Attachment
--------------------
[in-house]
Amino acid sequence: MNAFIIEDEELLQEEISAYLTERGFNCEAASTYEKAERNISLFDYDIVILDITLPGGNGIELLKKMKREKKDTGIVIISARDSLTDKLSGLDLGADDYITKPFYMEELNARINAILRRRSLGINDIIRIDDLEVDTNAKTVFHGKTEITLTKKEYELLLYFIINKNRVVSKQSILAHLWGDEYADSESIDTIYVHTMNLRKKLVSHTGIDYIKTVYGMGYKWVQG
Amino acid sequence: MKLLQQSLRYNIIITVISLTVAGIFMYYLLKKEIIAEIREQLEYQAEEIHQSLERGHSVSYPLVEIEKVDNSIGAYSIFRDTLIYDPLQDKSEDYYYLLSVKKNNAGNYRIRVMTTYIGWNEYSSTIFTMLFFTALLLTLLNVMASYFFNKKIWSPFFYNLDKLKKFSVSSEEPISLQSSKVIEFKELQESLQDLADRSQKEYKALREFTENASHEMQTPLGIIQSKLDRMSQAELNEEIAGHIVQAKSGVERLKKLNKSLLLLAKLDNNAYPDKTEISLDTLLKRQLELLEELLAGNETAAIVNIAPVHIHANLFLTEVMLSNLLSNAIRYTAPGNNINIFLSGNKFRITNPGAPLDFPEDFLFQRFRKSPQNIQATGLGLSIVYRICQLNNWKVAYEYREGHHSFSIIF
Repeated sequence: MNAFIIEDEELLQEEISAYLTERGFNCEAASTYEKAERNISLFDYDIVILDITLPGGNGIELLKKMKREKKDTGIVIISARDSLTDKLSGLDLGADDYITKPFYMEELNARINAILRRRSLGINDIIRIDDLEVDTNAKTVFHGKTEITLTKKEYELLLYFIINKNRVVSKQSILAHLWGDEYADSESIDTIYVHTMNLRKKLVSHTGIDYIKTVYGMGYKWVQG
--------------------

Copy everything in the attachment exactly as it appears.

[in-house]
Amino acid sequence: MNAFIIEDEELLQEEISAYLTERGFNCEAASTYEKAERNISLFDYDIVILDITLPGGNGIELLKKMKREKKDTGIVIISARDSLTDKLSGLDLGADDYITKPFYMEELNARINAILRRRSLGINDIIRIDDLEVDTNAKTVFHGKTEITLTKKEYELLLYFIINKNRVVSKQSILAHLWGDEYADSESIDTIYVHTMNLRKKLVSHTGIDYIKTVYGMGYKWVQG
Amino acid sequence: MKLLQQSLRYNIIITVISLTVAGIFMYYLLKKEIIAEIREQLEYQAEEIHQSLERGHSVSYPLVEIEKVDNSIGAYSIFRDTLIYDPLQDKSEDYYYLLSVKKNNAGNYRIRVMTTYIGWNEYSSTIFTMLFFTALLLTLLNVMASYFFNKKIWSPFFYNLDKLKKFSVSSEEPISLQSSKVIEFKELQESLQDLADRSQKEYKALREFTENASHEMQTPLGIIQSKLDRMSQAELNEEIAGHIVQAKSGVERLKKLNKSLLLLAKLDNNAYPDKTEISLDTLLKRQLELLEELLAGNETAAIVNIAPVHIHANLFLTEVMLSNLLSNAIRYTAPGNNINIFLSGNKFRITNPGAPLDFPEDFLFQRFRKSPQNIQATGLGLSIVYRICQLNNWKVAYEYREGHHSFSIIF
Repeated sequence: MNAFIIEDEELLQEEISAYLTERGFNCEAASTYEKAERNISLFDYDIVILDITLPGGNGIELLKKMKREKKDTGIVIISARDSLTDKLSGLDLGADDYITKPFYMEELNARINAILRRRSLGINDIIRIDDLEVDTNAKTVFHGKTEITLTKKEYELLLYFIINKNRVVSKQSILAHLWGDEYADSESIDTIYVHTMNLRKKLVSHTGIDYIKTVYGMGYKWVQG